LCL’s clinical staff are Massachusetts-licensed clinicians, and follow the same practice guidelines as would be typically found in hospital, clinic, and private practice settings. While it is probably true that some suicidal people do not wish to be stopped, and that a philosophical (or possible even a legal) case can be made in the abstract, we think it is clear that our mandate is to support healing and survival. Our policy emphasizes confidentiality in almost all circumstances, but not in cases of imminent harm to self or others. We would be glad to mail you a copy of the confidentiality information sheet that we routinely hand to new clients who come here to meet with a clinician.
Managed care company gives me names, but … I find no one who actually has time to see me 7/4
-Mental Health Services
I am contacting LCL because I have become exasperated attempting to find either a therapist or psychiatrist for help with my increasingly severe anxiety. The frustrating self-referral process, itself, has made the anxiety worse. My managed care health insurance company gives me names, but when I call the clinicians I find no one who actually has time to see me.
Unfortunately, access to mental health care has continued to worsen (for people using health insurance) since the advent of managed care. At first, the managed care companies (in most cases, “carve-out” companies that handle only mental health and substance abuse treatment) kept their provider lists too small, refusing to sign up providers who wanted to join the “panel,” and some also made it difficult to get more than a couple of provider names at a time. While provider panels in certain areas (like Boston/Brookline/Newton) are often still closed, that problem has decreased, and nowadays most companies offer on-line provider lists. The newer source of frustration is that so many clinicians have opted out of the managed care morass that there seem to be too few with open slots in their schedules. If you are in a position to pay for your treatment out of pocket, or if you are one of the few who has “indemnity” health insurance (will pay any licensed provider, even one who does not have a contract with a managed care organization), the process of finding treatment is much easier. There are other benefits, as well, to not using your managed care plan, including: (1) Your therapy will not be abruptly cut off when the managed care folks think your treatment is not “medically necessary;” (2) You have truer confidentiality, as the provider is not compelled to provide clinical information to the payer; (3) You can select providers based solely on recommendations and expertise rather than on whether they are on a particular list. However, many people cannot afford to self-pay. (50-minute sessions generally range from $90 to $130 or more, depending on factors including the type of clinician.) At LCL, we are accustomed to spending a good deal of time trying to match clients with treatment providers based not only on type of problem and personality “fit,” but also on factors like geography and managed care company. You are much more likely to end up satisfied than by choosing random names from an HMO list. But, we must admit that it now takes significantly longer (especially considering the multiple criteria we use to try to make an excellent match) to complete the referral process.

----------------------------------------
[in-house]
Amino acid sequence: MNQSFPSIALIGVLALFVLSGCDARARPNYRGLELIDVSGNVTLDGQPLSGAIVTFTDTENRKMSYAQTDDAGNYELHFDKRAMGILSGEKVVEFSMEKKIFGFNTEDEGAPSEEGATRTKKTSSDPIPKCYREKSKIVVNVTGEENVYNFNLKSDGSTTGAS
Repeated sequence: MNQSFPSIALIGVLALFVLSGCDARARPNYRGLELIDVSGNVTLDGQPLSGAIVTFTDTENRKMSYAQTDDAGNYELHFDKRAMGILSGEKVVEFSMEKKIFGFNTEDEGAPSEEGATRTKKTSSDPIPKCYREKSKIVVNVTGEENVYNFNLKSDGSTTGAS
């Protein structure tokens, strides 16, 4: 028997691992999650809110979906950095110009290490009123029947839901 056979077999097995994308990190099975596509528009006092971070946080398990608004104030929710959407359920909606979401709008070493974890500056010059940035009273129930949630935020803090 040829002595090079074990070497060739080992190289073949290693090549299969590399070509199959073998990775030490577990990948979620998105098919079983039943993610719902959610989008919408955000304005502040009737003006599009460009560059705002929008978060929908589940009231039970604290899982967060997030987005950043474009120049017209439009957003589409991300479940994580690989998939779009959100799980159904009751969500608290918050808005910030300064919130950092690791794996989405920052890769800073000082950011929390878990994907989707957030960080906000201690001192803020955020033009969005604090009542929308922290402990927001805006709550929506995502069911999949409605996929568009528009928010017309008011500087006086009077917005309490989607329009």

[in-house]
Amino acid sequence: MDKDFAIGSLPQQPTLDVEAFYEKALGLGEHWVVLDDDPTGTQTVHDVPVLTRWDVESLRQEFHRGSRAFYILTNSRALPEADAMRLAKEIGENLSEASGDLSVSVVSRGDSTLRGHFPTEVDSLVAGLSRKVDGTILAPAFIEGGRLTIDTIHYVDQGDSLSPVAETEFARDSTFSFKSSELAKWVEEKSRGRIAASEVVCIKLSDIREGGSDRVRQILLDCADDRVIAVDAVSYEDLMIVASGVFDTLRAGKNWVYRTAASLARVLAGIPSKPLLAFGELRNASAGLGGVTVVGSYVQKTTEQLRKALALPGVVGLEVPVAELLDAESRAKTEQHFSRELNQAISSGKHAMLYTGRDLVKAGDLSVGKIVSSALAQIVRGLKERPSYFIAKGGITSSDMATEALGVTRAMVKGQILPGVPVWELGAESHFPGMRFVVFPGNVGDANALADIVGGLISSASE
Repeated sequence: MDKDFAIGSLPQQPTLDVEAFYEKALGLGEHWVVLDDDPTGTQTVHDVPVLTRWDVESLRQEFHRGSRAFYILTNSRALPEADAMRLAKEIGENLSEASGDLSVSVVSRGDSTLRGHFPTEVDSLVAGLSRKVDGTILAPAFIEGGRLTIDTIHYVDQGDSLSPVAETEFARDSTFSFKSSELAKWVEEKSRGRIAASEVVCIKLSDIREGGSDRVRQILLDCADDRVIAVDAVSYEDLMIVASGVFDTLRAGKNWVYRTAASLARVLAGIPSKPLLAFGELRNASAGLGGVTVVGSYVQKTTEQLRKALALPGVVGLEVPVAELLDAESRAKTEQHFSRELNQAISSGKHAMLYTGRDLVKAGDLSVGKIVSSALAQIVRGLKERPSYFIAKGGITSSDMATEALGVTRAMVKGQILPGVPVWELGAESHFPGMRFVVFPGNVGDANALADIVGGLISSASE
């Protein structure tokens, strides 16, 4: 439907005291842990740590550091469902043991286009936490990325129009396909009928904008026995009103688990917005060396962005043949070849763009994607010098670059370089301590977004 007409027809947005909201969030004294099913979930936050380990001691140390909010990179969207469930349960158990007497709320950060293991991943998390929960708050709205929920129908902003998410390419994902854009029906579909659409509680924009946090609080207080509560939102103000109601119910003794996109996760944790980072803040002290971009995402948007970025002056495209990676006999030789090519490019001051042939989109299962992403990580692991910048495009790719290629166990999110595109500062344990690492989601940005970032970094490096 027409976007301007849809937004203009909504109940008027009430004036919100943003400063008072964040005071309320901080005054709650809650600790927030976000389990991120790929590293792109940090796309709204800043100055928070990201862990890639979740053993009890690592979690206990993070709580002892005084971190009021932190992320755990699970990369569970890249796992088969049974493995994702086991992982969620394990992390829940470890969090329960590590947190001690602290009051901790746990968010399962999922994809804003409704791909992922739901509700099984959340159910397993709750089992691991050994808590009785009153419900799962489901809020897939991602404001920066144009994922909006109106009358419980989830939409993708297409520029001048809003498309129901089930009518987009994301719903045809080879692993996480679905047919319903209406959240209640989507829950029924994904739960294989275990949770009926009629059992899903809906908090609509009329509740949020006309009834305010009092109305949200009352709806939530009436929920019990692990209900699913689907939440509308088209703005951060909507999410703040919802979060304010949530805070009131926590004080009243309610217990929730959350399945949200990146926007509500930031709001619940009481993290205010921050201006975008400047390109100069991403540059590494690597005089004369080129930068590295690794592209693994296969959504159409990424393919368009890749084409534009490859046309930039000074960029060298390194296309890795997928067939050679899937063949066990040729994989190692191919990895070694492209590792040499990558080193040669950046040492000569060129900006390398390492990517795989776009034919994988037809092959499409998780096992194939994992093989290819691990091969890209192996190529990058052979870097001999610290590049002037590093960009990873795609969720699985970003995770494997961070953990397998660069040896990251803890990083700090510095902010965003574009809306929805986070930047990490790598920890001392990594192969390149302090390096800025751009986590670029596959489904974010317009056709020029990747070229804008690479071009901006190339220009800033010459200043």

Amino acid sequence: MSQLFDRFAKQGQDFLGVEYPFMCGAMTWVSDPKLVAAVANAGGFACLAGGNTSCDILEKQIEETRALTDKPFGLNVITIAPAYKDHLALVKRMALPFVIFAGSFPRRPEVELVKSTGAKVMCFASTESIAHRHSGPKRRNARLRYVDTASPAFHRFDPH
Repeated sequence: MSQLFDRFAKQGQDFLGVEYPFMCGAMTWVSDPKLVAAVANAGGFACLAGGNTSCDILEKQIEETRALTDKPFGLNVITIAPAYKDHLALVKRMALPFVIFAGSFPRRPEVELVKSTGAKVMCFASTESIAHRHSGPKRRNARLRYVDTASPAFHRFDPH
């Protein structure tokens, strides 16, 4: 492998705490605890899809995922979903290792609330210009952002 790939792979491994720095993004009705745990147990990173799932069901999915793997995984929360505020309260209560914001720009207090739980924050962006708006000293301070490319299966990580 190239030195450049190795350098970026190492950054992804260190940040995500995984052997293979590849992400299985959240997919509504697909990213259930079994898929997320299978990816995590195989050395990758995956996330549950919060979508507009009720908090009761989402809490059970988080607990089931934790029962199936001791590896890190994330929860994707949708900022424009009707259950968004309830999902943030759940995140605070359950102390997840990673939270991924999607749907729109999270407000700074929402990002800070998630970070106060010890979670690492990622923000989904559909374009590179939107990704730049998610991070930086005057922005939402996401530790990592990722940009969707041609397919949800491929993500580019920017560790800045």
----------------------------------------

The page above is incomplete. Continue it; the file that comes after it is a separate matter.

My husband’s insurance… would not cover a Betty Ford-type rehab center… [coverage] limits him to something like 8 sessions 8/04 and 9/04
-Mental Health Services
My husband has, after many years, agreed to get help for his drinking. We were surprised to learn that his health insurance benefits would not cover a Betty Ford-type rehab center, and would only provide weekly outpatient counseling. We were further dismayed (and angered) to find, despite Massachusetts’ “mental health parity” law, that his insurance limits him to something like 8 sessions. That seems like so little for such a big problem, when in the past he’s tried to stop drinking many times on his own and failed. Does it make sense to you?
PART ONE] Concerns about the limits of managed care, particularly related to gaining access to treatment, have been brought to our attention a number of times recently, so we will use this opportunity to piggyback onto last month’s column that addressed the difficulty of finding an available therapist. Prior to managed care (which hit the scene abruptly in the mid-to-late 1980’s), it was common for individuals with alcohol or drug dependence to spend about a month in an inpatient rehab. Most of these, like the Betty Ford Center, were based on the “Minnesota model” of detox followed by weeks of individual and group therapy (along with such ancillary activities as family therapy, exercise, nutritional counseling, meditation, use of AA, etc.) designed to reduce denial, foster acceptance of alcoholism/addiction as an illness and provide an initial grounding in sober living. Almost all of the facilities of that type in New England no longer exist. Individuals who still enter such programs (generally in other parts of the country) usually do so on a self-pay basis, at a cost in the range of a year’s college tuition. The rare health plans that do cover such facilities often apply to members of labor unions.